We invest in IT enabled services that have the potential to change the structure of markets. We see many plans that claim to incrementally improve the efficiency of an existing company or market. Some of these have pretty compelling economics, but in our view the upside here is capped by the structure of the existing company or market. We would prefer to invest in a business that at least has the potential to change the structure of market. Google is again a convenient, if over used, example. In their best years, the major TV networks book revenue from 300 to 400 customers. Analysts estimate that Google has more than 600,000 customers. They have fundamentally restructured their part of the advertising industry.
It does not surprise us that the real leverage of an entrepreneurial enterprise comes from participating in, or exploiting fundamental change in a market. Those of us who worked in the information technology business in the mid 90s remember the emergence of the enterprise software business. At the time, many departments had automated some of their functions using information technology. The enterprise software folks came along with the promise of integrating those islands of information. The best implementations, however, did not just link the existing systems and business processes; they launched major enterprise re-engineering efforts. The vendors and consultants who installed enterprise software argued correctly that the only way to fully capitalize on these systems was to restructure the enterprise to exploit the new integrated data asset and enhanced information liquidity. We believe that we are seeing the same phenomenon play out today; but at the market level.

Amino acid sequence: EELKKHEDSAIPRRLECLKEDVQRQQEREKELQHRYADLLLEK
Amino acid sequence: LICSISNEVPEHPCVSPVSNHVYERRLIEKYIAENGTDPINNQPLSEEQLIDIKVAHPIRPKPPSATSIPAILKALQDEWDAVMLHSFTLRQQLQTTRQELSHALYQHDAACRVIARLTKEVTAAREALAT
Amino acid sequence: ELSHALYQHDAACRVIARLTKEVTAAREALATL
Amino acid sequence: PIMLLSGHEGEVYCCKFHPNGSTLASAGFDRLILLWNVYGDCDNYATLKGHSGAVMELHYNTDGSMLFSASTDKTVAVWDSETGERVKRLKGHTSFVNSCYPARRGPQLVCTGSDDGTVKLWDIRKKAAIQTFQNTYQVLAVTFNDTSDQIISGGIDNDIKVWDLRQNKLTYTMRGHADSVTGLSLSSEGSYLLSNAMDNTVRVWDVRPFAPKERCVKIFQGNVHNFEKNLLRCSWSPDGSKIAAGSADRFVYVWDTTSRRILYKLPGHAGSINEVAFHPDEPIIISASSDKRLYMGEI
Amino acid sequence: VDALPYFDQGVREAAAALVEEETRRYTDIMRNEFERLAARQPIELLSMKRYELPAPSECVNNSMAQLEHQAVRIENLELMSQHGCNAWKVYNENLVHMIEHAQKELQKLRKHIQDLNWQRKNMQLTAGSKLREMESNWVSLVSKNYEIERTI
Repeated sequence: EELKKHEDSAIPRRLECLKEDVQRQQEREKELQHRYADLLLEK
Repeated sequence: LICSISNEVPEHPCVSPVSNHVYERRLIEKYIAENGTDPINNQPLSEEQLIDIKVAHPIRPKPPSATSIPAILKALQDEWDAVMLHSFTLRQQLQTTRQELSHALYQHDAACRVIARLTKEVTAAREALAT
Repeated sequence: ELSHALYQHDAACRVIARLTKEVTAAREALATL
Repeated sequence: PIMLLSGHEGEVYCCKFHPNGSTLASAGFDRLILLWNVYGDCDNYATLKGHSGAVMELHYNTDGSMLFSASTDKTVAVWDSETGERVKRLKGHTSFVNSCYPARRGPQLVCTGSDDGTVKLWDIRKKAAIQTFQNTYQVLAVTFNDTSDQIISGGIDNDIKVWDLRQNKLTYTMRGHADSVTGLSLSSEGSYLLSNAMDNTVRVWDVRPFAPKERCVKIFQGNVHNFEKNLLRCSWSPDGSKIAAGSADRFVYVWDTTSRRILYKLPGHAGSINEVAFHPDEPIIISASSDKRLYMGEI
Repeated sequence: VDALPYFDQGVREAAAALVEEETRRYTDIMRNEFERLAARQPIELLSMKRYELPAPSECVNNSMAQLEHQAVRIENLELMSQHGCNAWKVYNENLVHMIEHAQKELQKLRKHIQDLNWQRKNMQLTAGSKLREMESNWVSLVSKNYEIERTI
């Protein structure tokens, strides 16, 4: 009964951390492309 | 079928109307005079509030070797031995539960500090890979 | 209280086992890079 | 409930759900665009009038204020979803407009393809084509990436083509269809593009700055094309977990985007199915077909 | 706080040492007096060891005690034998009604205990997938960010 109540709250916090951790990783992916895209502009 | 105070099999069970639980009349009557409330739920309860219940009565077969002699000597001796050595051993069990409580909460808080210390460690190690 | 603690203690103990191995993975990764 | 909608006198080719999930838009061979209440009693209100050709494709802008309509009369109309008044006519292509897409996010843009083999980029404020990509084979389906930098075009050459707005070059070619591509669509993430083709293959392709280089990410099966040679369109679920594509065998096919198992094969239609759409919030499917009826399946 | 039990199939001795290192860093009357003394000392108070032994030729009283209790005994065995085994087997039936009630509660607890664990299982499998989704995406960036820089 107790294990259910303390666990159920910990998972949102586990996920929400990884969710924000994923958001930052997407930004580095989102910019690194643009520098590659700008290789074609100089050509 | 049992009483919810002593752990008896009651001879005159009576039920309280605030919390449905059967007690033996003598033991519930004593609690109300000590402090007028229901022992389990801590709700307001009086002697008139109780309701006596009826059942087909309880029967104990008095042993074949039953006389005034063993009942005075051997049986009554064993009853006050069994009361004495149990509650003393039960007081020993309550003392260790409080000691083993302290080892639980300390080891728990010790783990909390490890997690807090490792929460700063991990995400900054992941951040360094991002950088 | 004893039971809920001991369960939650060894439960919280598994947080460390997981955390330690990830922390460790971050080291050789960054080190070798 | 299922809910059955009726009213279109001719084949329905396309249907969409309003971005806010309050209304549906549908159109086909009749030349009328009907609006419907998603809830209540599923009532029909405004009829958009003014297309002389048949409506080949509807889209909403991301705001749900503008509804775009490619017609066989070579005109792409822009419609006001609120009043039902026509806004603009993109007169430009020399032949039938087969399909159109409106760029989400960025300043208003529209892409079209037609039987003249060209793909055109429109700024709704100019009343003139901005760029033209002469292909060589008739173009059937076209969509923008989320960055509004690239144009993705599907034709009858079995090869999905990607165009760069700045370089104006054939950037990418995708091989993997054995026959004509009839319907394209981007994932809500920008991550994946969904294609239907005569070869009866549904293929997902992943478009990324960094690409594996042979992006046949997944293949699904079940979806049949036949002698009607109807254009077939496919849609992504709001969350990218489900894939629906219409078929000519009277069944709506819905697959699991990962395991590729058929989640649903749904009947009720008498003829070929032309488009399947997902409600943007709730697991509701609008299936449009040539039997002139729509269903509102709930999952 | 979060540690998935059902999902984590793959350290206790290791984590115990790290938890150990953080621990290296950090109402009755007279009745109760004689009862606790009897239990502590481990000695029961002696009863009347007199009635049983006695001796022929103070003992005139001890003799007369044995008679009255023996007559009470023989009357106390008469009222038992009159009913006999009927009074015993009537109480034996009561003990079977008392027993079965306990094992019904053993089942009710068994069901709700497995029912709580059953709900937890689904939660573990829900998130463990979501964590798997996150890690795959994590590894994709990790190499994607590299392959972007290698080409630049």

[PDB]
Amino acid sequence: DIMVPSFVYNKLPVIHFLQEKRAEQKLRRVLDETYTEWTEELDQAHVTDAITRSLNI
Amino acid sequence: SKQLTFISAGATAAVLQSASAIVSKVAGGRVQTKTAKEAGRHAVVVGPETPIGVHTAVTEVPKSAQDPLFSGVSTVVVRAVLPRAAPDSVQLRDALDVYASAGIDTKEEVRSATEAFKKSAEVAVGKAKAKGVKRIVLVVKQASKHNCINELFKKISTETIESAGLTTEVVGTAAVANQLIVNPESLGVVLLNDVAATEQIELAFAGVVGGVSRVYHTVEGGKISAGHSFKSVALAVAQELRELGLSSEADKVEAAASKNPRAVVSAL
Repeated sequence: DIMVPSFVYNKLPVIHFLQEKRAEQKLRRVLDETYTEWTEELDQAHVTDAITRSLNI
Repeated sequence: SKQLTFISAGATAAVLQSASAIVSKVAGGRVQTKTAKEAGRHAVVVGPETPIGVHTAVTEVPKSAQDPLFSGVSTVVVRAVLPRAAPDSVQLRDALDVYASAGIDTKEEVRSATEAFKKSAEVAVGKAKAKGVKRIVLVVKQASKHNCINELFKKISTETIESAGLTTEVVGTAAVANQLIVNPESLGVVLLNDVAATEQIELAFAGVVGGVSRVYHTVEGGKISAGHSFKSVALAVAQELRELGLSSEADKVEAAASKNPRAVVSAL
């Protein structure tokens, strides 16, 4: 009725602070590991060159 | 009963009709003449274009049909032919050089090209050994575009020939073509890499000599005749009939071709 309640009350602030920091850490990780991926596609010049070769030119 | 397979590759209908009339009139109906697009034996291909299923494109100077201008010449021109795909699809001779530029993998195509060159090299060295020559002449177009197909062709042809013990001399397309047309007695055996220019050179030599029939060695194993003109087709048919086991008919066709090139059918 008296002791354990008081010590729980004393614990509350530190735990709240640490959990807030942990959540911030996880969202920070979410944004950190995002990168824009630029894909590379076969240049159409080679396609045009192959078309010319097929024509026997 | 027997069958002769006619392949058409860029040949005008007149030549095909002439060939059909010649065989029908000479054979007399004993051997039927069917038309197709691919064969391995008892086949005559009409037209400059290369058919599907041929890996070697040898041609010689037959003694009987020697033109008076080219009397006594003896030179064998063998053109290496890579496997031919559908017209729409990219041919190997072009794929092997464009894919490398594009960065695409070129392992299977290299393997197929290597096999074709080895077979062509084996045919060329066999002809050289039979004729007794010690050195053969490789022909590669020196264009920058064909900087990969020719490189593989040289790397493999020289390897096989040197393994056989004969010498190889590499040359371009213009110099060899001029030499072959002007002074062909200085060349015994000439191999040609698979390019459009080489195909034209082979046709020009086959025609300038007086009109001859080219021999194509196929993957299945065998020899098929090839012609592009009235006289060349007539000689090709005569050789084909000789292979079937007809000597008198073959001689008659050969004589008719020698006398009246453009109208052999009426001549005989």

Yahoo, eBay, Amazon, Google and MySpace have all, in some way, restructured their markets. We believe that despite the success of this first generation of web services, the market is still in its infancy, and that liquidity of information on the net is shortening market cycles making it likely that the next generation of web services will have an equally disruptive impact on this still very young market structure.